Joe Biden To Gift Another $3 Billion To Ukraine As Americans Struggle With Inflation & Food Shortages

On Wednesday, the Biden Administration is expected to announce an additional $3 billion in direct military aid for Ukraine. This latest aid package will be the twentieth since Russia invaded Ukraine in February…

The gift comes even as Americans continue to suffer from the domestic challenges of food shortages, inflation, gas prices, and a porous southern border flooding the country with almost five million illegal immigrants. The latest cash splash funded by U.S. taxpayers comes on Ukraine’s Independence Day and represents the biggest one-time package to date in the six-month-old war, far exceeding the $1 billion delivery earlier this month.

The Associated Press reports contracts for as many as three types of drones and other weapons, ammunition and equipment will benefit from the funding, even though it may be a year at least until they see the battlefield.

Officials told AP the aid will include money for the small, hand-launched Puma drones, the longer-endurance Scan Eagle surveillance drones, which are launched by catapult, and, for the first time, the British Vampire drone system, which can be launched off ships.

Several officials spoke to the outlet on condition of anonymity to discuss the aid before its public release.

The new gift package is intended to reassure Ukrainian officials that the U.S. intends to keep up its support regardless of the day-to-day battlefield wins and setbacks while building on the first direct shipments that arrived in February within days of the Russian invasion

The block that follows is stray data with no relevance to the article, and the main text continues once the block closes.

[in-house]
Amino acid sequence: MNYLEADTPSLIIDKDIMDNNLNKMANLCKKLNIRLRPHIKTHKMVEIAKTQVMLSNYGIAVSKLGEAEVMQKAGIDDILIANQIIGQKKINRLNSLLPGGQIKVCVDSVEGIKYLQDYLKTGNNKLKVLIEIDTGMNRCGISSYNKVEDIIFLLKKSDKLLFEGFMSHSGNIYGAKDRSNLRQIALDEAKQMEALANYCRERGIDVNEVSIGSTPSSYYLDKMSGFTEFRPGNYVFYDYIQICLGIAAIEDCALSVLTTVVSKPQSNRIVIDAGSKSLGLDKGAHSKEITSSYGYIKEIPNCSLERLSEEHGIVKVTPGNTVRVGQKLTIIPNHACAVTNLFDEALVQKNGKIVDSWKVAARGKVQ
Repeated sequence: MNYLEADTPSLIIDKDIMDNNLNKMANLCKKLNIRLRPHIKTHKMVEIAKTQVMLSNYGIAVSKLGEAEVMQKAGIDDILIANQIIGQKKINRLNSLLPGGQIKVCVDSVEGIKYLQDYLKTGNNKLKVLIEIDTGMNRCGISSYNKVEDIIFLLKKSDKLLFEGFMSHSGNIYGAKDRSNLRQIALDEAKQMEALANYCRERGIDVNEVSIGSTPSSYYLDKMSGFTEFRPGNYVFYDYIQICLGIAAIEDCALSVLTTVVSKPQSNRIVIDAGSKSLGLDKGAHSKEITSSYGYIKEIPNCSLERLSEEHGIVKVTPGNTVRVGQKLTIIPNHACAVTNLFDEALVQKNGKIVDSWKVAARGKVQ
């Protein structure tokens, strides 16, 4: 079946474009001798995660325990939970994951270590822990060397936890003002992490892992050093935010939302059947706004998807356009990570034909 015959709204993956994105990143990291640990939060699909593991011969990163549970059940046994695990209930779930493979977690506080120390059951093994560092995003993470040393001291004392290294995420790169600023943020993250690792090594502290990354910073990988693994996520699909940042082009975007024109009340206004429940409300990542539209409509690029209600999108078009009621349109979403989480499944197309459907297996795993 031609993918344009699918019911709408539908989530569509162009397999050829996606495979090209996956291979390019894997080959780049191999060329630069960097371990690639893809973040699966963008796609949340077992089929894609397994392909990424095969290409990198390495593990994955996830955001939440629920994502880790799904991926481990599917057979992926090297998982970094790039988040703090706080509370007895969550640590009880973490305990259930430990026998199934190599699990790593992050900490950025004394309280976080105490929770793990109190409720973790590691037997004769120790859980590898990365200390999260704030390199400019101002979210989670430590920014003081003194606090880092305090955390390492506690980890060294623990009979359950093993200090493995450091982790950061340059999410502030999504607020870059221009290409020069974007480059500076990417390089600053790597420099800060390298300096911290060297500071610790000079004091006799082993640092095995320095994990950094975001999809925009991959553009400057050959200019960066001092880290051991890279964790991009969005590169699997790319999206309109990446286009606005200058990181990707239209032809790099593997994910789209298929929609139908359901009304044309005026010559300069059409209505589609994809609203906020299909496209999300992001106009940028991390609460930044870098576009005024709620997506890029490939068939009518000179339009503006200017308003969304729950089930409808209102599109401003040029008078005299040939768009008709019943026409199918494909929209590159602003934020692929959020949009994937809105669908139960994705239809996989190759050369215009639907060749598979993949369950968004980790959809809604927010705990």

NATO Secretary-General Jens Stoltenberg noted the more extended focus Tuesday as he reaffirmed the alliance’s support for the conflict-torn country.

“Winter is coming, and it will be hard, and what we see now is a grinding war of attrition. This is a battle of wills, and a battle of logistics. Therefore we must sustain our support for Ukraine for the long term, so that Ukraine prevails as a sovereign, independent nation,” Stoltenberg said, speaking at a virtual conference about Crimea, organized by Ukraine and covered by AP.

The U.S. has already allocated some $10.6 billion in military aid to Ukraine since the beginning of the Biden Administration, including 19 packages of weapons taken directly from Defense Department stock inventories since August 2021.

U.S. defense leaders are also reportedly eyeing future plans that will expand training for Ukrainian troops outside their country; and, for militaries on Europe’s eastern and southern flanks that feel most threatened by Russian aggression.

As the Biden Administration continues to focus on supporting Ukraine, back home voters are more concerned with the immediate issues of soaring energy, food & housing prices, an economic recession, and record crime impacting their lives. ✪

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